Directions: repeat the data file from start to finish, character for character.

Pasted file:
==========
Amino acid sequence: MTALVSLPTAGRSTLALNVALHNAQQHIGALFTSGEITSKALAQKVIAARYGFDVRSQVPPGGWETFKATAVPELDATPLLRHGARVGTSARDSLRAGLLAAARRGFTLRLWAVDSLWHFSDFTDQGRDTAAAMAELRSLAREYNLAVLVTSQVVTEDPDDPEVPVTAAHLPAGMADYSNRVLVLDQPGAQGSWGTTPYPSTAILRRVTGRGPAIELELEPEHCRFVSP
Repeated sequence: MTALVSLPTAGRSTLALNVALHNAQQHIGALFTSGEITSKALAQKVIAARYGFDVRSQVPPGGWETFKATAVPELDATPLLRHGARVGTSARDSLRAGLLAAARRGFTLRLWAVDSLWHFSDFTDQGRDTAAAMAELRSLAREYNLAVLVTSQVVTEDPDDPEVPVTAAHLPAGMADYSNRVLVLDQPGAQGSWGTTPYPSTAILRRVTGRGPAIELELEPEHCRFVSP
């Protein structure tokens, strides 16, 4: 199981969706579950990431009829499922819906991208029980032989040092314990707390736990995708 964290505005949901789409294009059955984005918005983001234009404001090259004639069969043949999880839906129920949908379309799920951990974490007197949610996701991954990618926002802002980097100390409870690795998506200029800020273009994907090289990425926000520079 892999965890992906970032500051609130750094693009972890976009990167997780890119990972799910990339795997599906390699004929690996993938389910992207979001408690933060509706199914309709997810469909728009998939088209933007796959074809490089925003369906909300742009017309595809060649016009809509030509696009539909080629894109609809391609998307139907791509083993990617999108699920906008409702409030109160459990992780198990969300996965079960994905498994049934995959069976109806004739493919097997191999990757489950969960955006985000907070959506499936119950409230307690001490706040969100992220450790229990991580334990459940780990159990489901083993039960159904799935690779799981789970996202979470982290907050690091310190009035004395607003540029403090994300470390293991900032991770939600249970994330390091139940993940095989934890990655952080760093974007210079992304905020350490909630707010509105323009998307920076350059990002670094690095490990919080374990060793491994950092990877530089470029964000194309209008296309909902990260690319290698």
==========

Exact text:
Amino acid sequence: MTALVSLPTAGRSTLALNVALHNAQQHIGALFTSGEITSKALAQKVIAARYGFDVRSQVPPGGWETFKATAVPELDATPLLRHGARVGTSARDSLRAGLLAAARRGFTLRLWAVDSLWHFSDFTDQGRDTAAAMAELRSLAREYNLAVLVTSQVVTEDPDDPEVPVTAAHLPAGMADYSNRVLVLDQPGAQGSWGTTPYPSTAILRRVTGRGPAIELELEPEHCRFVSP
Repeated sequence: MTALVSLPTAGRSTLALNVALHNAQQHIGALFTSGEITSKALAQKVIAARYGFDVRSQVPPGGWETFKATAVPELDATPLLRHGARVGTSARDSLRAGLLAAARRGFTLRLWAVDSLWHFSDFTDQGRDTAAAMAELRSLAREYNLAVLVTSQVVTEDPDDPEVPVTAAHLPAGMADYSNRVLVLDQPGAQGSWGTTPYPSTAILRRVTGRGPAIELELEPEHCRFVSP
């Protein structure tokens, strides 16, 4: 199981969706579950990431009829499922819906991208029980032989040092314990707390736990995708 964290505005949901789409294009059955984005918005983001234009404001090259004639069969043949999880839906129920949908379309799920951990974490007197949610996701991954990618926002802002980097100390409870690795998506200029800020273009994907090289990425926000520079 892999965890992906970032500051609130750094693009972890976009990167997780890119990972799910990339795997599906390699004929690996993938389910992207979001408690933060509706199914309709997810469909728009998939088209933007796959074809490089925003369906909300742009017309595809060649016009809509030509696009539909080629894109609809391609998307139907791509083993990617999108699920906008409702409030109160459990992780198990969300996965079960994905498994049934995959069976109806004739493919097997191999990757489950969960955006985000907070959506499936119950409230307690001490706040969100992220450790229990991580334990459940780990159990489901083993039960159904799935690779799981789970996202979470982290907050690091310190009035004395607003540029403090994300470390293991900032991770939600249970994330390091139940993940095989934890990655952080760093974007210079992304905020350490909630707010509105323009998307920076350059990002670094690095490990919080374990060793491994950092990877530089470029964000194309209008296309909902990260690319290698």